Seed size makes major difference to herbicide resistance
CROP competition is an important strategy in the Weedsmart 10 Point Plan to manage herbicide resistance – but it’s not all about row width and seeding rate – the size of the seed sown makes a difference too.
Rohan Brill, Research and Development agronomist, NSW DPI, based in Wagga Wagga, along with colleagues at Trangie and Tamworth, has been teasing apart whether the improved early performance of canola hybrids over open-pollinated (OP) cultivars comes from the generally-larger seed size of hybrids or from hybrid vigour.
“It seems that most of the improved early growth in hybrids lies in the larger seed size, with heterosis providing an additional benefit,” he said.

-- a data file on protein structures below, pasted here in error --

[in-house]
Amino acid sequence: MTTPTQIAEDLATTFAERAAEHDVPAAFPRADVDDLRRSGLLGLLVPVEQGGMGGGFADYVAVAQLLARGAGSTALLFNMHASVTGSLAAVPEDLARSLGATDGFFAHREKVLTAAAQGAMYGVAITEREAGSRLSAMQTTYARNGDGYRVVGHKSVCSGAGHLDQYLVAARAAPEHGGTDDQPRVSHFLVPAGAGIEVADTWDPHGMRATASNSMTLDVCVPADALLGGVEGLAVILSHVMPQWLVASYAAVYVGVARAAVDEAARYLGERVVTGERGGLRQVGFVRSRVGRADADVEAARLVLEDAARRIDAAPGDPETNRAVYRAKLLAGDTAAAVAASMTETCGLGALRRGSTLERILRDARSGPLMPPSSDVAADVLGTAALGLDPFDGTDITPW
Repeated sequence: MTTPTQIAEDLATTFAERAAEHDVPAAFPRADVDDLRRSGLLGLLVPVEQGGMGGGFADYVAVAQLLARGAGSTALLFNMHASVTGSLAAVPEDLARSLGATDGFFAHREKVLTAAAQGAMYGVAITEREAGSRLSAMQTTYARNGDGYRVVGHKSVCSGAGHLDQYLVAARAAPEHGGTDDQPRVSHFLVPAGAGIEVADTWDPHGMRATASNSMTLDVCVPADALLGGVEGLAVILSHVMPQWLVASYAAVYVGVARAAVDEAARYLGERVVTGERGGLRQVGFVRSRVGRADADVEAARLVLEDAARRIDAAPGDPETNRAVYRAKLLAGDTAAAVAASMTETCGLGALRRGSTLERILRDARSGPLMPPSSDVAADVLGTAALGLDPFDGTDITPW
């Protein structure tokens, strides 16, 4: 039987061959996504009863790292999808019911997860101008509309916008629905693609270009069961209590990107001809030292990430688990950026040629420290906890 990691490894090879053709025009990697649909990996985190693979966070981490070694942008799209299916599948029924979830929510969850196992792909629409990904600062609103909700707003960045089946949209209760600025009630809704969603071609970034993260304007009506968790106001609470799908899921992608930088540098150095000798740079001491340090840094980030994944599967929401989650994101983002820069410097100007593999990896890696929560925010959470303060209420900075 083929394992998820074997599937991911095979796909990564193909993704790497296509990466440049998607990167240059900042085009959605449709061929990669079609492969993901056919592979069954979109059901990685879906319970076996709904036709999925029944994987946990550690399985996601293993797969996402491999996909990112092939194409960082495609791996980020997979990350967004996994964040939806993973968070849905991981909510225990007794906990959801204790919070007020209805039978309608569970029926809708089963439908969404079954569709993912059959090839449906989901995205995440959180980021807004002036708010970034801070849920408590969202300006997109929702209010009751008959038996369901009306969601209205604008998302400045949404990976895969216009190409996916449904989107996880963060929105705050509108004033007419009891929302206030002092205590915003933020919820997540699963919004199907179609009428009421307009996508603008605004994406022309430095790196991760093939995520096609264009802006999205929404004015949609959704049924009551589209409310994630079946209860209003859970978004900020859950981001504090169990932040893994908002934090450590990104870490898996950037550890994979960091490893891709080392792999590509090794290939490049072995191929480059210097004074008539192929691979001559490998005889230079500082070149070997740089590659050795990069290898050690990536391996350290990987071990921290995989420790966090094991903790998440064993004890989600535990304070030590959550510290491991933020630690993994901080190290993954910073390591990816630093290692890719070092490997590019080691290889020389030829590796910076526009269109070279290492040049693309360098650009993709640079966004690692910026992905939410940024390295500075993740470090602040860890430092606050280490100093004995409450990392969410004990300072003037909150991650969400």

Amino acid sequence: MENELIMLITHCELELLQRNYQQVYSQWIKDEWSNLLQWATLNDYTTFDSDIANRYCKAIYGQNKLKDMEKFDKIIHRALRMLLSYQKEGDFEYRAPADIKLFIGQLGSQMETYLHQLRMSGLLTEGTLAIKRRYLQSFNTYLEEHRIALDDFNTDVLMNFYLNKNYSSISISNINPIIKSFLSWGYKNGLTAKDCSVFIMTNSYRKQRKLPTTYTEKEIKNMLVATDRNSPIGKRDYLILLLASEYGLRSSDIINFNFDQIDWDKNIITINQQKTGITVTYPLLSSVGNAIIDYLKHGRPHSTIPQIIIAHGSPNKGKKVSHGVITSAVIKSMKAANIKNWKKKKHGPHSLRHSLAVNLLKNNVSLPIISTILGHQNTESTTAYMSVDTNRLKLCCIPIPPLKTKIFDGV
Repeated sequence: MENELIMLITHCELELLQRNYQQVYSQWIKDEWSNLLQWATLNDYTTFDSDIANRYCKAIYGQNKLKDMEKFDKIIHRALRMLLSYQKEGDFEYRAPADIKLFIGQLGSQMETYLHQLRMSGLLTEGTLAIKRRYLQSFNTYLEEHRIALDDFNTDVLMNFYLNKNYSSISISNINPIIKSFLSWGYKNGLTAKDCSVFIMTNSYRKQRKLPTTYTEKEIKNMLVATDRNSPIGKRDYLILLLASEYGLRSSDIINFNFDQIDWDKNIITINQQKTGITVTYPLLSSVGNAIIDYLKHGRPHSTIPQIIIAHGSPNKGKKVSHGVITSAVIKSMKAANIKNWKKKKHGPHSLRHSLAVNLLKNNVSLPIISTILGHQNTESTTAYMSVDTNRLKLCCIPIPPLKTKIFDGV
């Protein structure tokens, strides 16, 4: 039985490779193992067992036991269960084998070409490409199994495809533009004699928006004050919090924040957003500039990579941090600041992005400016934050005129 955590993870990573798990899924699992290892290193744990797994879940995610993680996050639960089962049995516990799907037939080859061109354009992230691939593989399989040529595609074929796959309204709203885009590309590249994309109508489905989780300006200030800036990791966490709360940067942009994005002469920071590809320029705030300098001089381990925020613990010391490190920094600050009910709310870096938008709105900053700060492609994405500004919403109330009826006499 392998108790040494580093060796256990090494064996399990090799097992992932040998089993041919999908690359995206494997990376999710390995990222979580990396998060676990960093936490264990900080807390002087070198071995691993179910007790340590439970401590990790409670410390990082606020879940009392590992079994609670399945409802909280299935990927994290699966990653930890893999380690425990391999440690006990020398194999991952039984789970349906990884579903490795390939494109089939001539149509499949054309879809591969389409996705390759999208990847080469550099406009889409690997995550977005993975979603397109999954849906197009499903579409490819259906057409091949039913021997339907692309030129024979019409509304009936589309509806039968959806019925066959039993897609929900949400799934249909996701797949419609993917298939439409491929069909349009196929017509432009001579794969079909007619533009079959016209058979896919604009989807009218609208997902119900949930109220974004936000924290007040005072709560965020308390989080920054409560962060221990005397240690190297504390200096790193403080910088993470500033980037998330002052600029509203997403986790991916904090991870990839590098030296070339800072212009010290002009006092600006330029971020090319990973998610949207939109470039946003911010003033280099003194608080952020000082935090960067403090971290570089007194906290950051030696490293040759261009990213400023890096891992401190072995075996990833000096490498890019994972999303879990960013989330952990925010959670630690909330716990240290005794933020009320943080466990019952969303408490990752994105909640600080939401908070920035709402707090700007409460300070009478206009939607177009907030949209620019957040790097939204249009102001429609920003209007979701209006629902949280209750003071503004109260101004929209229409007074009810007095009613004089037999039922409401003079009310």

“Our study showed that sowing large canola seed, regardless of the cultivar, is key to strong early crop growth and the crop’s ability to compete with weeds.”
As a reliable rule of thumb, Mr Brill recommends cleaning and grading all farmer-retained OP canola seed to collect planting seed that is 2mm in diameter or larger.
In both glasshouse and field experiments following this rule led to improved open-pollinated TT canola emergence and early biomass production.
Seed size had a greater effect on early biomass production than did cultivar type (hybrid vs OP).
“A 10 per cent difference in seed diameter produces a 33 per cent difference in seed volume, so it is very important not to skimp on the 2 mm diameter rule,” he says.
For more information about managing herbicide resistance visit the Weedsmart website www.weedsmart.org.au.